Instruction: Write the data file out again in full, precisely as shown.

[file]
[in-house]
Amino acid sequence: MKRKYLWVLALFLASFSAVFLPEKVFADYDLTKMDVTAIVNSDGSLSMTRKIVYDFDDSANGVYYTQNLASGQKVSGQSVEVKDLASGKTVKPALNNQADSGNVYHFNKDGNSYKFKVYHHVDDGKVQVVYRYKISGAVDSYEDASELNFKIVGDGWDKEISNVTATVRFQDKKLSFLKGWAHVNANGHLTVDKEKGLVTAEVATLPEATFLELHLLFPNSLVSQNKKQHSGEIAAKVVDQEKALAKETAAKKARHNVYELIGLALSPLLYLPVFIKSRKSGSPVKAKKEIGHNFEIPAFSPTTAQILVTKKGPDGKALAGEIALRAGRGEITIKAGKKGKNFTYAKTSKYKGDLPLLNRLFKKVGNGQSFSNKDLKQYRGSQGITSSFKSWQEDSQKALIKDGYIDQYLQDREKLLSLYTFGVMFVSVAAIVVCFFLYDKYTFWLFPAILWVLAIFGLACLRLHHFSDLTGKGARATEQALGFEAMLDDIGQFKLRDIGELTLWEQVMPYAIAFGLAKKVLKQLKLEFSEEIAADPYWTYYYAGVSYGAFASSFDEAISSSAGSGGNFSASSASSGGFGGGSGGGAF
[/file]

[in-house]
Amino acid sequence: MKRKYLWVLALFLASFSAVFLPEKVFADYDLTKMDVTAIVNSDGSLSMTRKIVYDFDDSANGVYYTQNLASGQKVSGQSVEVKDLASGKTVKPALNNQADSGNVYHFNKDGNSYKFKVYHHVDDGKVQVVYRYKISGAVDSYEDASELNFKIVGDGWDKEISNVTATVRFQDKKLSFLKGWAHVNANGHLTVDKEKGLVTAEVATLPEATFLELHLLFPNSLVSQNKKQHSGEIAAKVVDQEKALAKETAAKKARHNVYELIGLALSPLLYLPVFIKSRKSGSPVKAKKEIGHNFEIPAFSPTTAQILVTKKGPDGKALAGEIALRAGRGEITIKAGKKGKNFTYAKTSKYKGDLPLLNRLFKKVGNGQSFSNKDLKQYRGSQGITSSFKSWQEDSQKALIKDGYIDQYLQDREKLLSLYTFGVMFVSVAAIVVCFFLYDKYTFWLFPAILWVLAIFGLACLRLHHFSDLTGKGARATEQALGFEAMLDDIGQFKLRDIGELTLWEQVMPYAIAFGLAKKVLKQLKLEFSEEIAADPYWTYYYAGVSYGAFASSFDEAISSSAGSGGNFSASSASSGGFGGGSGGGAF